Chicago has worked to educate people about living alongside coyotes, but rare moments of conflict — such as a January incident in which a young boy was bitten — can create the perception that the animals pose a threat. The city has received more than 1,000 calls about coyotes in the first two months of the year, nearly equal to the total from 2019. Diakhate noted that the city sends officers to respond to all calls about coyotes, but most prove to be a “sighting” rather than a “nuisance” that requires action.
Scientists say coyotes have proven to be one of the most adaptable species, and they have taken up residence in many large cities, from New York City to Denver to Portland. Although coyotes occasionally prey on small pets left outdoors, researchers say they’re far less dangerous than most people tend to think.
Still, perceptions about coyotes can be an issue. The city of Arcadia, California, passed a plan in 2017 to trap and kill coyotes in response to concerned residents.
“No one should worry about going to the mailbox,” then-Mayor Tom Beck said at the time.
Biologists say attempts to reduce coyote populations by killing animals are futile. The animals have larger litters when their numbers are dwindling, a tactic known as “compensatory breeding.”
Predation isn’t the only concern about urban wildlife. Disease ecologist Peter Daszak wrote in the New York Times last month that pandemics usually begin as viruses in animals, a concern that may get particular attention as the coronavirus continues to spread throughout the country.
“These spillovers are increasing exponentially as our ecological footprint brings us closer to wildlife in remote areas and the wildlife trade brings these animals into urban centers,” Daszak wrote.
Ashley Hobbs, a biologist with the North Carolina Wildlife Resources Commission, spends much of her time talking to residents as part of the Bearwise program, which operates in 15 Southeast states. Like the coyote calls in Chicago, most bear complaints turn out to be false alarms.
“We certainly do get calls saying there’s a bear in my home, bear in my chicken coop, but for the most part they’re perceived threats, and it’s usually fairly normal bear behavior,” Hobbs said.
Hobbs encourages residents to follow simple guidelines: Don’t feed bears, secure food and garbage, remove bird feeders, clean and store grills, don’t leave pet food outside. Taking such steps makes it more likely bears will pass through instead of sticking around. Officials in the region also are considering bearproof trash cans and wildlife underpasses on roads, she said.
Not all urban animals make good neighbors. When the deer population skyrocketed in Cedar Rapids, Iowa, in the mid-1990s, auto collisions with the animals became more frequent and vegetation in the city began to disappear. With no natural predators in town, there was nothing to check the spread of the deer.
In 2005, the city began allowing hunting in town, crafting careful regulations for bowhunters who wanted to hunt on private property. Hunters must get permission from property owners and stay on large properties away from public areas. Local officials say hunting has succeeded in keeping the deer population at a more manageable level.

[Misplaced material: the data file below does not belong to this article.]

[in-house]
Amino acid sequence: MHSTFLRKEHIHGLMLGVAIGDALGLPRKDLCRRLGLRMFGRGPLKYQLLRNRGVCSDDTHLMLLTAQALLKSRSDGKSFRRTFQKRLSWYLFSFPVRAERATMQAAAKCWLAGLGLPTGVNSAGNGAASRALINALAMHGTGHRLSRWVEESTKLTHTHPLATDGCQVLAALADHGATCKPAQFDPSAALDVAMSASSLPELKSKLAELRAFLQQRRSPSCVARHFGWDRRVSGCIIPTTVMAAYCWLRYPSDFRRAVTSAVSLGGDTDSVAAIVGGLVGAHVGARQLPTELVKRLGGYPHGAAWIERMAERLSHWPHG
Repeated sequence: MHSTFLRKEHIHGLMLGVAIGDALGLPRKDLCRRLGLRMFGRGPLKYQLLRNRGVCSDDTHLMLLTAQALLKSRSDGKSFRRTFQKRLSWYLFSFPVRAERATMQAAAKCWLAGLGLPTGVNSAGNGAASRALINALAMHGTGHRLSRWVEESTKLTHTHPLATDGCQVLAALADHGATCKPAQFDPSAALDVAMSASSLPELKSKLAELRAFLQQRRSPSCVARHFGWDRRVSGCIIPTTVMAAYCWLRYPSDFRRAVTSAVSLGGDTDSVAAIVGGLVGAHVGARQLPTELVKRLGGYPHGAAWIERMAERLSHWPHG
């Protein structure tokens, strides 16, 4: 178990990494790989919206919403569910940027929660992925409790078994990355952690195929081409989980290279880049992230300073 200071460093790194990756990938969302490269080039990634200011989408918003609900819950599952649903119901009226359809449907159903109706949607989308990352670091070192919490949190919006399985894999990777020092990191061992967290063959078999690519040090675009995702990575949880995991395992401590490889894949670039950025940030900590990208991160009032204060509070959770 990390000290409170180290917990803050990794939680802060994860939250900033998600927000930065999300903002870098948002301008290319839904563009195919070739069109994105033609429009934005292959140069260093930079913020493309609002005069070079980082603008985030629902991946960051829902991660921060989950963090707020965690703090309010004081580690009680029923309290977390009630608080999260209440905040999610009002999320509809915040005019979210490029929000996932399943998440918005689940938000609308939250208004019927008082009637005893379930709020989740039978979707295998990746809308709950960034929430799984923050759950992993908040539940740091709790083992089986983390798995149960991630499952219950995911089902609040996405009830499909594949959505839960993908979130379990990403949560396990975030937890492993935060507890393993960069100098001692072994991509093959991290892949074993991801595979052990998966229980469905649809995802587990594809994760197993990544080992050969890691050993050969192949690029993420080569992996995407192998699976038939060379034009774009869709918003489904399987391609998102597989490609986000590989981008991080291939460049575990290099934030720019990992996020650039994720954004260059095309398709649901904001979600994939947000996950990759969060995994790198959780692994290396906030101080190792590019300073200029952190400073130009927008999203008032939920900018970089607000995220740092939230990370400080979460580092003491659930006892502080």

When a black bear was spotted in Berrien County, Michigan, in 2016, the first sighting there since the Civil War, many locals were excited. But the bruin bent over bird feeders, tore through trash cans and twice tried to push its way into houses. Because the bear didn’t show any fear of humans, said Mark Mills, a biologist with the Michigan Department of Natural Resources, the agency had no choice but to euthanize it.
Mills said such situations are rare.
“People think we’re going and saving the public from this bear,” he said. “We’re not saving anybody’s life here other than the bear’s. We’re responding to get the bear out of there, because he’s stuck in a situation where he’s surrounded by people.”
In California’s Ventura County, scientists worried that development would soon cut off all wildlife migration corridors between the Santa Monica Mountains and the Los Padres National Forest. Without a passage through the county, mountain lions and other animals would be left on “islands,” limiting their range and habitat.
Last year, the county adopted an ordinance restricting development in wildlife corridors. The measure protects vegetation near roads and waterways, features that are important for animal movement. It requires buildings to be clustered together on agricultural lots, leaving most of the land undeveloped. The ordinance also creates new standards for fencing, limits light pollution and requires the county to consider wildlife passage as part of its road maintenance planning.
“We share the land in this county with animals who need our help to continue moving through these spaces,” said Shelley Sussman, a long-range planner with the county.
Neighboring Los Angeles County has taken some similar measures, tightening development rules in the places it has labeled Significant Ecological Areas.
In urban and suburban areas, leaders are realizing that human environments can be vital habitat to many animals. The trees in Chicago are a crucial stopover for migratory birds, noted Gallo, the urban ecologist, offering shelter in a region otherwise dominated by vast fields of corn and soybeans.
Back in Seattle, the Urban Carnivore Project team is continuing to collect data with a network of camera traps and citizen reports.
“There’s this idea that animals and some species in particular may be rapidly evolving to better live close to people,” said Robert Long, a senior conservation scientist with the Woodland Park Zoo, and another of the project’s researchers. “I don’t think that’s far-fetched at all.”
The goal, Long said, is to get residents to stop posting frightened warnings on social media when they see a coyote on a golf course.
“Let’s show people how much these animals are already coexisting with us,” he said. “Coyotes aren’t just on the golf course, they’re everywhere all the time.”